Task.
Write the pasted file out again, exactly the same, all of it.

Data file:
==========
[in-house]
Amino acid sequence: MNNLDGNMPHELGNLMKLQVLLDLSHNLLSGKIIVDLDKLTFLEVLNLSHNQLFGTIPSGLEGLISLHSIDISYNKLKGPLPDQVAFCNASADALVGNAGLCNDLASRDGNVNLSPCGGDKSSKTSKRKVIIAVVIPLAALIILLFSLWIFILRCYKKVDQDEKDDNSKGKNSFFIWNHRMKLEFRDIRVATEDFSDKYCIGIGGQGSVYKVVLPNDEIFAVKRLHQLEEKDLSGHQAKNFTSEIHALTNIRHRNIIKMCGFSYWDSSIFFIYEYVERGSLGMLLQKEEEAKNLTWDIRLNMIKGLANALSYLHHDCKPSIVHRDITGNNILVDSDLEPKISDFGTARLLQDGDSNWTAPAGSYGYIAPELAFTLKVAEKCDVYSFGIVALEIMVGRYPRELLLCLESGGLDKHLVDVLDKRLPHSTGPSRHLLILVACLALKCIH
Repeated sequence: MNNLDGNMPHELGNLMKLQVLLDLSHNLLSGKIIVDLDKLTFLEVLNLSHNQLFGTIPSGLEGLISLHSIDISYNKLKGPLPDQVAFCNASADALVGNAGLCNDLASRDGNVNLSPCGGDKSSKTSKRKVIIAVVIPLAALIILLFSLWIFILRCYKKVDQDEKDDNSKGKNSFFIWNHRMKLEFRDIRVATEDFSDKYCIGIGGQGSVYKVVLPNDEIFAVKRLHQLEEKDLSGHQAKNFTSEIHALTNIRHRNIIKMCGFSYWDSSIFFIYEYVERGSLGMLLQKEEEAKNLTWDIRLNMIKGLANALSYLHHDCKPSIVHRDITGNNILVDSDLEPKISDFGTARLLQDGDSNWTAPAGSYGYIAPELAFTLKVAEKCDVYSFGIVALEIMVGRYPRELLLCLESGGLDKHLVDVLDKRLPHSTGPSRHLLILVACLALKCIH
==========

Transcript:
[in-house]
Amino acid sequence: MNNLDGNMPHELGNLMKLQVLLDLSHNLLSGKIIVDLDKLTFLEVLNLSHNQLFGTIPSGLEGLISLHSIDISYNKLKGPLPDQVAFCNASADALVGNAGLCNDLASRDGNVNLSPCGGDKSSKTSKRKVIIAVVIPLAALIILLFSLWIFILRCYKKVDQDEKDDNSKGKNSFFIWNHRMKLEFRDIRVATEDFSDKYCIGIGGQGSVYKVVLPNDEIFAVKRLHQLEEKDLSGHQAKNFTSEIHALTNIRHRNIIKMCGFSYWDSSIFFIYEYVERGSLGMLLQKEEEAKNLTWDIRLNMIKGLANALSYLHHDCKPSIVHRDITGNNILVDSDLEPKISDFGTARLLQDGDSNWTAPAGSYGYIAPELAFTLKVAEKCDVYSFGIVALEIMVGRYPRELLLCLESGGLDKHLVDVLDKRLPHSTGPSRHLLILVACLALKCIH
Repeated sequence: MNNLDGNMPHELGNLMKLQVLLDLSHNLLSGKIIVDLDKLTFLEVLNLSHNQLFGTIPSGLEGLISLHSIDISYNKLKGPLPDQVAFCNASADALVGNAGLCNDLASRDGNVNLSPCGGDKSSKTSKRKVIIAVVIPLAALIILLFSLWIFILRCYKKVDQDEKDDNSKGKNSFFIWNHRMKLEFRDIRVATEDFSDKYCIGIGGQGSVYKVVLPNDEIFAVKRLHQLEEKDLSGHQAKNFTSEIHALTNIRHRNIIKMCGFSYWDSSIFFIYEYVERGSLGMLLQKEEEAKNLTWDIRLNMIKGLANALSYLHHDCKPSIVHRDITGNNILVDSDLEPKISDFGTARLLQDGDSNWTAPAGSYGYIAPELAFTLKVAEKCDVYSFGIVALEIMVGRYPRELLLCLESGGLDKHLVDVLDKRLPHSTGPSRHLLILVACLALKCIH